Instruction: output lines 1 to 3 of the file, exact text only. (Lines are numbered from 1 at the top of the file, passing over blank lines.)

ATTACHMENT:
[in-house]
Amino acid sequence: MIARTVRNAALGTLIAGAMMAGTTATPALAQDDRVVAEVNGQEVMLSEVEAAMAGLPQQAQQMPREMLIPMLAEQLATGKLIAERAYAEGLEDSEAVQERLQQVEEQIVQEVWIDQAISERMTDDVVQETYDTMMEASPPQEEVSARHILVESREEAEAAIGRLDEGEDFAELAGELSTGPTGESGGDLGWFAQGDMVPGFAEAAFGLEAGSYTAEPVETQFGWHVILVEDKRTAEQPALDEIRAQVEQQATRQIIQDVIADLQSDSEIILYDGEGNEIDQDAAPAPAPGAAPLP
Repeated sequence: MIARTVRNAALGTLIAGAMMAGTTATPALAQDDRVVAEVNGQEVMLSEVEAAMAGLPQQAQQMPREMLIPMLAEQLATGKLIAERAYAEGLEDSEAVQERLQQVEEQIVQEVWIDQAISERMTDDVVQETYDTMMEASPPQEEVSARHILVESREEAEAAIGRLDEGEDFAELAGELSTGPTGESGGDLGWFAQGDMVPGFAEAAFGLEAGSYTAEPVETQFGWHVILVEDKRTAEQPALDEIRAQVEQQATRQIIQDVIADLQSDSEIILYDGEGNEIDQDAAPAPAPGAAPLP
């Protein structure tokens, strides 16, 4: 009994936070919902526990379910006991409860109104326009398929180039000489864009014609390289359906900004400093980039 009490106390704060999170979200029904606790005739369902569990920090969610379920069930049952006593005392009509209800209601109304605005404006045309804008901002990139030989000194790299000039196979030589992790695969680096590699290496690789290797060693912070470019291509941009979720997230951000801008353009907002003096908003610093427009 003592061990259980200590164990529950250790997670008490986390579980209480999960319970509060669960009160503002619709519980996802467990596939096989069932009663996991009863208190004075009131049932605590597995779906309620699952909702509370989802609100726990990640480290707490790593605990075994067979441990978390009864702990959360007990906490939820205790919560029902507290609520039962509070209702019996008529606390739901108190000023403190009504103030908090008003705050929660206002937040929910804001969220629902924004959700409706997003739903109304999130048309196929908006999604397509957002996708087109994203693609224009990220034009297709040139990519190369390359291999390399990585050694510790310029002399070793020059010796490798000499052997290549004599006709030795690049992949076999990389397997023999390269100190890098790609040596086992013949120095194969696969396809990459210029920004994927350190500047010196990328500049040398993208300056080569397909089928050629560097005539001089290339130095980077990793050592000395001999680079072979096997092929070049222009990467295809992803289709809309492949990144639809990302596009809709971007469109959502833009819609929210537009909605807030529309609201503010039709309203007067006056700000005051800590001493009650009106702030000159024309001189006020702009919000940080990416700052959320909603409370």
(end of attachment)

[in-house]
Amino acid sequence: MIARTVRNAALGTLIAGAMMAGTTATPALAQDDRVVAEVNGQEVMLSEVEAAMAGLPQQAQQMPREMLIPMLAEQLATGKLIAERAYAEGLEDSEAVQERLQQVEEQIVQEVWIDQAISERMTDDVVQETYDTMMEASPPQEEVSARHILVESREEAEAAIGRLDEGEDFAELAGELSTGPTGESGGDLGWFAQGDMVPGFAEAAFGLEAGSYTAEPVETQFGWHVILVEDKRTAEQPALDEIRAQVEQQATRQIIQDVIADLQSDSEIILYDGEGNEIDQDAAPAPAPGAAPLP
Repeated sequence: MIARTVRNAALGTLIAGAMMAGTTATPALAQDDRVVAEVNGQEVMLSEVEAAMAGLPQQAQQMPREMLIPMLAEQLATGKLIAERAYAEGLEDSEAVQERLQQVEEQIVQEVWIDQAISERMTDDVVQETYDTMMEASPPQEEVSARHILVESREEAEAAIGRLDEGEDFAELAGELSTGPTGESGGDLGWFAQGDMVPGFAEAAFGLEAGSYTAEPVETQFGWHVILVEDKRTAEQPALDEIRAQVEQQATRQIIQDVIADLQSDSEIILYDGEGNEIDQDAAPAPAPGAAPLP